Klaatu Barada Nicto: Green Lantern #11 Reviewon July 28, 2012 at 8:08 pm
On one hand, Green Lantern #11 is an encouraging sign that the book might be returning to its glory days of the spectacular Blackest Night crossover from a couple years ago… almost literally. We’ve got the return of that crossover’s villain Black Hand, he’s got his Black Lantern ring back and he’s bringing the dead back, getting ready to take over the world again. It’s exciting, even though it’s a story that maybe we’ve seen before.
On the other hand, Green Lantern is a sign that the book might be returning to another story from the past. That story is Army of Darkness.
This issue is very much a transition story, wrapping up the recent origin of the Indigo Tribe while laying the groundwork for the upcoming Third Army event, of which it appears that the returning Black Hand will be a big part of. Sinestro has been released from the thrall of the Indigo Lanterns, which is a shame, since on an infinite timeline we’d have see a lettering mistake having Indigo Sinestro muttering, “Nok. Kok. Nok kok. Kok nok. Kok.” Yes, I am emotionally twelve years old, why do you ask?
In that story, the Indigos removed the throttle from Hal’s Sinestro-provided ring that prevented Hal from taking direct action against Sinestro. Meaning that after eleven issues of the rebooted Green Lantern, we might finally see Green Lantern in a position to actually, you know, fight his fucking arch nemesis. While I get that writer Geoff Johns has been going for some kind of a buddy cop movie vibe by forcing Hal to work with Sinestro, after eleven months of it, I’m ready to see the arrogant douchebag eventually take a green fist to the plums like in the old days. To be clear, by “arrogant douchebag,” I mean Sinestro. When it comes to Hal Jordan, it’s sometimes best to be clear about these things.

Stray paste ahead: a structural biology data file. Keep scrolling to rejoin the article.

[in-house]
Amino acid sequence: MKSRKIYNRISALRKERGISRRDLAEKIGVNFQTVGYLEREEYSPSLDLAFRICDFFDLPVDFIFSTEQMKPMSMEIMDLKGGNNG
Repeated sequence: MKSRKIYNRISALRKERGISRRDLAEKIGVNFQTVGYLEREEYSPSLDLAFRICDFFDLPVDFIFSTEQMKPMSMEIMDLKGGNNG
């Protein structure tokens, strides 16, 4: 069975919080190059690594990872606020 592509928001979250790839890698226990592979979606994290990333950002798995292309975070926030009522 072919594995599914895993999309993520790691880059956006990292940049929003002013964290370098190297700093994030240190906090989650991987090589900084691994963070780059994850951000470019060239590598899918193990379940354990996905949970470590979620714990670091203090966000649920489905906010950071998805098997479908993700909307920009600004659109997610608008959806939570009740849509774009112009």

However, that eventual satisfying dickpunch will need to wait, because Black Hand has also escaped the Indigos’ influence, has recovered his Black Lantern ring, and returned to Earth, resurrecting his long-dead family for a little domestic argument because apparently his Black Lantern power comes at the cost of not being able to understand that the big bonus of your family being dead is that you can finally stop bickering with them over your career choices. Black Hand makes his villain plan speech, while Hal and Sinestro go on the hunt for him, and things start to get interesting… just as the issue ends.
On one hand, this issue is a good jumping-on point for new readers, bridging into a new storyline as it does. On the other hand, it’s not a particularly great issue because as a bridge, not a whole hell of a lot happens, It’s all resolution from the Indigo Tribe story and setup for the Black Hand / Third Army stories. It’s a lot of talking, and setting up plot points – if Sinestro’s whole, “Once the ring selects you, you are forever a Green Lantern. Until the day you die,” thing doesn’t wind up being key to what happens with Black Hand, I’ll shit my pants – and seeing the Sinestro Cave, which shows that either crime really does pay, or that Hal needs to fire his financial adviser.